It is interesting to compare the overview to the previous year and reflect on areas of strength and those requiring improvement. Unfortunately, reports referred to for this overview highlighted a major reduction in borrowing for Years 5 and 6. Not only were borrowing statistics significantly reduced, the range and level of books being borrowed by Year 6 were also disappointing in comparison to the younger grades.

I believe a key factor that has caused such a change is the reduction of visits to the library and the fact that they became impromptu. The change to a grade inquiry block removed the weekly library lesson and borrowing time which included time to recommend books, browse and read. The result is of great concern and has prompted the need to provide a thorough report to the Executive team. In addition to statistics, I plan to revisit an article I wrote Creating A Community Of Readers and refer to current research by Margaret Merga  who has written extensively about reading promotion. It is critical to highlight the concern and suggest ways to encourage more reading and engagement with books.  In 2019 Stage 2, Years 3 & 4 will move to grade inquiry blocks which will affect the regularity of library visits. The best way forward is to consider practical ways to ensure students are exposed to books and encouraged to read. The change in support to inquiry units will require a tighter approach to information and digital literacy guidance and instruction to both teachers and students.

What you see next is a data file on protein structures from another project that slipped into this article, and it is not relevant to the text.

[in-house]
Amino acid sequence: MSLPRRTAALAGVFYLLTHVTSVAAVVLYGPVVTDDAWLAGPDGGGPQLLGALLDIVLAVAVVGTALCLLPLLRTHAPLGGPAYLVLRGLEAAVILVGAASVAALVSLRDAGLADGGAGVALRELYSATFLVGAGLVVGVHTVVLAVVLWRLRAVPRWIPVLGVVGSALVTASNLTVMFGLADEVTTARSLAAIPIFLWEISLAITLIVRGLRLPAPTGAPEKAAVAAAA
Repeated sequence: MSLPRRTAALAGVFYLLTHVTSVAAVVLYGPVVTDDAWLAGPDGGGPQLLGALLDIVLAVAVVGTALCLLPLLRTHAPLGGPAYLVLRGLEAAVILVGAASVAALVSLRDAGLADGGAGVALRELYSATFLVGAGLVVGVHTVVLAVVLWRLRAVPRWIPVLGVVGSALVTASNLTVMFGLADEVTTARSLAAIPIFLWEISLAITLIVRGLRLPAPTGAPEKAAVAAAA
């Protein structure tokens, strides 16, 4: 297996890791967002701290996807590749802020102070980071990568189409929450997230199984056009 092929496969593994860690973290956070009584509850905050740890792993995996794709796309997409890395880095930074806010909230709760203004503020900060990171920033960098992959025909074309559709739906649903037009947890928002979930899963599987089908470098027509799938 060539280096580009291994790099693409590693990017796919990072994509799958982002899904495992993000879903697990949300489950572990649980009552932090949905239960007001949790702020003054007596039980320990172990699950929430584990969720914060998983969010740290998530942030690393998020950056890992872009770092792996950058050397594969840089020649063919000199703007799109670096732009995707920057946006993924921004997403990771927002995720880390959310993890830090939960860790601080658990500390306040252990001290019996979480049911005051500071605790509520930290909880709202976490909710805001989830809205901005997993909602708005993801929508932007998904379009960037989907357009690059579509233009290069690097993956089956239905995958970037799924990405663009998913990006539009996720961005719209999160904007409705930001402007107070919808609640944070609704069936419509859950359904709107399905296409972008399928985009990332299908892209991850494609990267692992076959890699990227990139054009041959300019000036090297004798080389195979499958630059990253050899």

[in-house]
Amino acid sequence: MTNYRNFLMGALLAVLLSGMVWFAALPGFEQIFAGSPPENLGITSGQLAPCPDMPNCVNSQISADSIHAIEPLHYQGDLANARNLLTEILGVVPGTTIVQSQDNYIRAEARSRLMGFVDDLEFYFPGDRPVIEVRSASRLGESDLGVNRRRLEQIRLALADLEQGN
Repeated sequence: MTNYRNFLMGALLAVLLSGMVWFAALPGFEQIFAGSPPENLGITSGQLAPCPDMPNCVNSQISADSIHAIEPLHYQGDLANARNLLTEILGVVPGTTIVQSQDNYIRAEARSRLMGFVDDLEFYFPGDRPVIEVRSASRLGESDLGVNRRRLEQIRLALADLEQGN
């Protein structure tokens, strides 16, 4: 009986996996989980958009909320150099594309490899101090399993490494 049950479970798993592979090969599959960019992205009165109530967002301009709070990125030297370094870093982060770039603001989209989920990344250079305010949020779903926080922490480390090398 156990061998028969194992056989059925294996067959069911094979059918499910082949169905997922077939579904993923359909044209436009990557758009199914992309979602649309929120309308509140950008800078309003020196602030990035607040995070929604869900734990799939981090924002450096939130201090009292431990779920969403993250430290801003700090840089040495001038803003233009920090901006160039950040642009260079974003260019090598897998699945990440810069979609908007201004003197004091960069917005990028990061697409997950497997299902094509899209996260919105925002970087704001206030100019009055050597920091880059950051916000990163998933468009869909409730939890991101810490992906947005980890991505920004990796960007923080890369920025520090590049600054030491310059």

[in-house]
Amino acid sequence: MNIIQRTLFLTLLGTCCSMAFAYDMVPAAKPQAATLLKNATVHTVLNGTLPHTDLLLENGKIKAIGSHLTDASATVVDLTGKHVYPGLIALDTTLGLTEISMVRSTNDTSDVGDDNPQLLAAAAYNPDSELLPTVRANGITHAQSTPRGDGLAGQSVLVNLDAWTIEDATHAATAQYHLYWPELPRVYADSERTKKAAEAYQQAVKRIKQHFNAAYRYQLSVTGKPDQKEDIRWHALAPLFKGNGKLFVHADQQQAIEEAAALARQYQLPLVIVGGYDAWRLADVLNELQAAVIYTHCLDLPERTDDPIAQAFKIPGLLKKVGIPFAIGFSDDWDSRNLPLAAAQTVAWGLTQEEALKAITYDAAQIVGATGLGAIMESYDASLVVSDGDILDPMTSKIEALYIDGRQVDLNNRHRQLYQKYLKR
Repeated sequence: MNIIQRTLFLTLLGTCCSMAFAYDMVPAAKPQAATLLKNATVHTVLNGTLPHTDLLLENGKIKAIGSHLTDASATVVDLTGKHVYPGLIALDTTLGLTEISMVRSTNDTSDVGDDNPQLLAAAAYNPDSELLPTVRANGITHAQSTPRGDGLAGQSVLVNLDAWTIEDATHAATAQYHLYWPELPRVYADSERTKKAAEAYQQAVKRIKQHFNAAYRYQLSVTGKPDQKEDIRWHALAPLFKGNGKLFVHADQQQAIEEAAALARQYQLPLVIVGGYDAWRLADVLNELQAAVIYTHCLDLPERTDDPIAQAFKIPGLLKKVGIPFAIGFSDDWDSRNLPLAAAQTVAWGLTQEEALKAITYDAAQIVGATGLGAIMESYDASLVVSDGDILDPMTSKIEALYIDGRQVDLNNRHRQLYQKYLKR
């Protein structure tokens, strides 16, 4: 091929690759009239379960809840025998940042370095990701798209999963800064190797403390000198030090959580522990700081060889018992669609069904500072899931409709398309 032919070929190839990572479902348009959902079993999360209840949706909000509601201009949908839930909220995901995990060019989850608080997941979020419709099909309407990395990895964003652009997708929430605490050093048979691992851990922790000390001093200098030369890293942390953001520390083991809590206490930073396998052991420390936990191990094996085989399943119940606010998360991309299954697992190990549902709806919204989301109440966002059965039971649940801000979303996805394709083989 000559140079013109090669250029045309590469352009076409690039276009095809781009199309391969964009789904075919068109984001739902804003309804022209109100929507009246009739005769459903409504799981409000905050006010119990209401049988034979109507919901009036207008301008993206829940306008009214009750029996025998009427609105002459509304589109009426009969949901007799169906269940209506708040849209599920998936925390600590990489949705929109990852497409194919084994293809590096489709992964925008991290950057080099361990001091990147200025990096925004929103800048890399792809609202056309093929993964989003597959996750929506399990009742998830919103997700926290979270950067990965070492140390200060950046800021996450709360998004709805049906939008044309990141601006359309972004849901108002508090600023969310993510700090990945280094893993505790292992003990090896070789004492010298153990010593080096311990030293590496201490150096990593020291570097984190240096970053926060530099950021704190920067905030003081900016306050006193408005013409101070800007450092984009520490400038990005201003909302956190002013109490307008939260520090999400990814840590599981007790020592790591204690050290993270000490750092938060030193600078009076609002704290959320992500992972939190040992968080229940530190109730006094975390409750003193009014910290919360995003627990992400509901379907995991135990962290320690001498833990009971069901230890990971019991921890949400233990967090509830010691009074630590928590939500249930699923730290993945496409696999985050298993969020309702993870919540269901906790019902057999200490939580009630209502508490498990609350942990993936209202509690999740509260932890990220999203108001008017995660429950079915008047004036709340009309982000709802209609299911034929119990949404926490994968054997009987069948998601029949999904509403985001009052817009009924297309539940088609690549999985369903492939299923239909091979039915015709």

I would like to acknowledge and thank the support and commitment of Michelle the Primary School Library Assistant. Michelle has worked meticulously in managing circulation, processing resources, library upkeep and assisted in book selection and library displays. Michelle and I have both taken time to deepen our familiarisation with our cataloguing system Oliver by Softlink and we are about to embark on a Stocktake – thanks to Michelle’s recent training!

In 2019, I look forward to presenting at the 2019 Oliver v5 User Conference on information literacy for Stage 1 and running a Webinar for the Australian School Library Association (ASLA) in regard to visual grammar / visual literacy using picture books. Oh, I also have two subjects to go with my Master of Education – Teacher Librarianship at Charles Sturt University.

One final note, the overview was created using InDesign. Recently I attended a professional learning course for InDesign provided by Design Workshop Sydney. I was determined to create the summary using InDesign as my first project and it was the perfect opportunity to try out the program and execute my learning.